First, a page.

• Under SB 220, “covered information” is more limited in scope than the CCPA’s “personal information.” The CCPA applies broadly to any information that “relates to, describes, is capable of being associated with, or could reasonably be linked, directly or indirectly, with a particular consumer or household,”[2] which includes but is not limited to elements as broad as “[a]udio, electronic, visual, thermal, olfactory, or similar information”[3] and “inferences drawn from any … [personal] information identifies in this subdivision to create a profile about a consumer reflecting the consumer’s preferences, characteristics, psychological trends, predispositions, behavior, attitudes, intelligence, abilities, and aptitudes.”[4] Nevada’s “covered information,” on the other hand, is limited to several clearly defined data elements, including name, address, email, phone number, Social Security number, other identifiers that enable a person to be contacted, and information collected online and maintained in combination with an identifier in a form that makes it personally identifiable. Importantly, Nevada also limits “covered information” to data that is “maintained by the operator in an accessible form.”[5]

  • Nevada similarly takes a narrower view of what constitutes a “sale.” SB 220 limits the term “sale” to mean “the exchange of covered information for monetary consideration.”[6] Conversely, CCPA’s definition of “sale” is broader and encompasses “selling, renting, releasing, disclosing, disseminating, making available, transferring, or otherwise communicating orally, in writing, or by electronic or other means, a consumer’s personal information by the business to another business or a third party for monetary or other valuable consideration.”[7]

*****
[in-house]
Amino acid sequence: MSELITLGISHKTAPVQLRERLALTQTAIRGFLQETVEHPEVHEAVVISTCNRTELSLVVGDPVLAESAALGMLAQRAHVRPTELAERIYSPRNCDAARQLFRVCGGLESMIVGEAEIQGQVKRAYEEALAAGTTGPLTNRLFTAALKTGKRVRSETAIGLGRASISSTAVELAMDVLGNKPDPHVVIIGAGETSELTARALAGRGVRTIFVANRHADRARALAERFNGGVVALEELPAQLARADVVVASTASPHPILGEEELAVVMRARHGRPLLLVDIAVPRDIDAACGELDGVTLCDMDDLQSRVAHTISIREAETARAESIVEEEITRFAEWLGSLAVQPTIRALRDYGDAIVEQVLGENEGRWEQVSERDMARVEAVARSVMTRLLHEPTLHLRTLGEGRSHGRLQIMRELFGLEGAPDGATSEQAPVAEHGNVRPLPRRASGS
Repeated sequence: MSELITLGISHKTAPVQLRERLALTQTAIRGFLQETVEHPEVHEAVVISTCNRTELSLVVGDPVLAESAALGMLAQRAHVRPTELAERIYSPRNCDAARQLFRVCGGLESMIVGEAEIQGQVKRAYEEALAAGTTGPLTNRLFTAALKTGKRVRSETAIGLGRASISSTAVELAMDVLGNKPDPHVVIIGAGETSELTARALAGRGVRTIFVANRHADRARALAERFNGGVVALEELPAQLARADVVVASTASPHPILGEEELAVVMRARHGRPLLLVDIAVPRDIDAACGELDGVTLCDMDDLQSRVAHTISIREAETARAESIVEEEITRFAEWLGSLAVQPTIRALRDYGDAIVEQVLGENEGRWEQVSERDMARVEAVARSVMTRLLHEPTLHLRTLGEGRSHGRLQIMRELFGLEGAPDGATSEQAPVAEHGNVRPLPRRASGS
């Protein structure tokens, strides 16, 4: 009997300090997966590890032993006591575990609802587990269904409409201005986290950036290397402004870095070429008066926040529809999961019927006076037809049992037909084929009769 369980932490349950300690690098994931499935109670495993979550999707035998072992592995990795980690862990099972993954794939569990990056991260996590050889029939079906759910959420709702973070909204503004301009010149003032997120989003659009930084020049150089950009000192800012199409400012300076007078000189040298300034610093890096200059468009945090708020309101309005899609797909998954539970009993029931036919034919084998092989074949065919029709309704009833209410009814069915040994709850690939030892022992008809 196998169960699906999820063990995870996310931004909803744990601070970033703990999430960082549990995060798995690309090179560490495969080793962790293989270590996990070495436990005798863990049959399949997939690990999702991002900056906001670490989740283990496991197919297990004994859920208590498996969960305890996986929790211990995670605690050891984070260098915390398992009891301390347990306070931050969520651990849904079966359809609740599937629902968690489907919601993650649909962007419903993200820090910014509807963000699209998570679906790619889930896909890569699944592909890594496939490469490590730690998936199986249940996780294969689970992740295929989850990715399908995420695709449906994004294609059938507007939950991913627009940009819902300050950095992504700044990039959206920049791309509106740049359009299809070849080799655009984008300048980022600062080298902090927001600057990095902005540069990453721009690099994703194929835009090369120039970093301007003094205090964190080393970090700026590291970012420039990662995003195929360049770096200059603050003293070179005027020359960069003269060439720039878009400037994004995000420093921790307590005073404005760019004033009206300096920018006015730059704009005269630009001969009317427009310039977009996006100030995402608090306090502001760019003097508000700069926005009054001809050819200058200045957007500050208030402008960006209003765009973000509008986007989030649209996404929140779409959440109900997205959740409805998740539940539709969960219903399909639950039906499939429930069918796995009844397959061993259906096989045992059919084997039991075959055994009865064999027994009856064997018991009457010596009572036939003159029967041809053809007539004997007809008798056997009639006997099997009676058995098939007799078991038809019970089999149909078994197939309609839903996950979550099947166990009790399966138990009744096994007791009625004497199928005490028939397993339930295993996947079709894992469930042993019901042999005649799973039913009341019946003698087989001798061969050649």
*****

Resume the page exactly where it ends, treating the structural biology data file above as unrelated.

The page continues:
• The Nevada law is also more limited than the CCPA in that it only imposes opt-out obligations on certain online “operators.” SB 220 amends the definition of an operator under existing state privacy law, limiting an “operator” to a person who “owns or operates an Internet website or online service for commercial purposes”[8] and “collects and maintains covered information.”[9] Conversely, CCPA, with limited exceptions, extends broadly to any covered business – online operator or otherwise – who “collects” personal information.

As for process, SB 220 requires operators to provide a “designated request address” through which consumers may submit opt-out requests. The “designated request address” may include an e-mail address, toll-free telephone number, or website. Operators must respond to verified requests within 60 days, with the ability to extend the deadline an additional 30 days where “reasonably necessary”[10] with notice to the consumer.